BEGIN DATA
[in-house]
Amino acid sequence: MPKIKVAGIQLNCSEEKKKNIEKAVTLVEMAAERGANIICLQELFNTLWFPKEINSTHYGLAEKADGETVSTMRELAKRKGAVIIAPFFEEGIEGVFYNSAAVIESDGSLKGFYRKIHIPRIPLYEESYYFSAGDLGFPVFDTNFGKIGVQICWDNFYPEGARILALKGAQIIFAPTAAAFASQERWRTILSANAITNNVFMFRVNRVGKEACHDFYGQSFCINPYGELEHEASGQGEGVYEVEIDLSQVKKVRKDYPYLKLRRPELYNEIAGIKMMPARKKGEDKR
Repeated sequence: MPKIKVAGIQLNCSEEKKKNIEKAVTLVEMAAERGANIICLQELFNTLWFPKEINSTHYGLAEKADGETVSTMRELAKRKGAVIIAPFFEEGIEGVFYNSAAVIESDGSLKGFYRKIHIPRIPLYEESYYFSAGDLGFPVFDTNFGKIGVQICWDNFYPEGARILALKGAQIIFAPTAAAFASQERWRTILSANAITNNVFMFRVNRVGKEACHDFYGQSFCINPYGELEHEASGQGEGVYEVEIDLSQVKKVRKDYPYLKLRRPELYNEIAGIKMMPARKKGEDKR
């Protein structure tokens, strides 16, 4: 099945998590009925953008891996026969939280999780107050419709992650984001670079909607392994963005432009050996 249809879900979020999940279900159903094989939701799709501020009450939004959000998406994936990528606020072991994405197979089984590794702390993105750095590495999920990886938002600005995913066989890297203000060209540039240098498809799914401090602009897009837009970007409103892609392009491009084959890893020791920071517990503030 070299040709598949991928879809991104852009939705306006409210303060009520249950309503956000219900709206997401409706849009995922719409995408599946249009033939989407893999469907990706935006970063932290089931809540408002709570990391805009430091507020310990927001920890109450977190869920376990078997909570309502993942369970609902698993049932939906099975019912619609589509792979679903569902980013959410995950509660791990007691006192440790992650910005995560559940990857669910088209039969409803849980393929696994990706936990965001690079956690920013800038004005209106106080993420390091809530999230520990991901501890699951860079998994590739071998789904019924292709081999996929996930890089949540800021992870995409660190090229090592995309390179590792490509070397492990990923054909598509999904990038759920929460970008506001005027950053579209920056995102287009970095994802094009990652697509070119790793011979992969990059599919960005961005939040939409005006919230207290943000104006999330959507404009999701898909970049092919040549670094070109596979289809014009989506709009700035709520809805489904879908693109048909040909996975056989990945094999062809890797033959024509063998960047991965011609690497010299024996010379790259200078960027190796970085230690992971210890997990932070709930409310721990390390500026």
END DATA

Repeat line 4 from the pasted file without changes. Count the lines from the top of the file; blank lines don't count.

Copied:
């Protein structure tokens, strides 16, 4: 099945998590009925953008891996026969939280999780107050419709992650984001670079909607392994963005432009050996 249809879900979020999940279900159903094989939701799709501020009450939004959000998406994936990528606020072991994405197979089984590794702390993105750095590495999920990886938002600005995913066989890297203000060209540039240098498809799914401090602009897009837009970007409103892609392009491009084959890893020791920071517990503030 070299040709598949991928879809991104852009939705306006409210303060009520249950309503956000219900709206997401409706849009995922719409995408599946249009033939989407893999469907990706935006970063932290089931809540408002709570990391805009430091507020310990927001920890109450977190869920376990078997909570309502993942369970609902698993049932939906099975019912619609589509792979679903569902980013959410995950509660791990007691006192440790992650910005995560559940990857669910088209039969409803849980393929696994990706936990965001690079956690920013800038004005209106106080993420390091809530999230520990991901501890699951860079998994590739071998789904019924292709081999996929996930890089949540800021992870995409660190090229090592995309390179590792490509070397492990990923054909598509999904990038759920929460970008506001005027950053579209920056995102287009970095994802094009990652697509070119790793011979992969990059599919960005961005939040939409005006919230207290943000104006999330959507404009999701898909970049092919040549670094070109596979289809014009989506709009700035709520809805489904879908693109048909040909996975056989990945094999062809890797033959024509063998960047991965011609690497010299024996010379790259200078960027190796970085230690992971210890997990932070709930409310721990390390500026």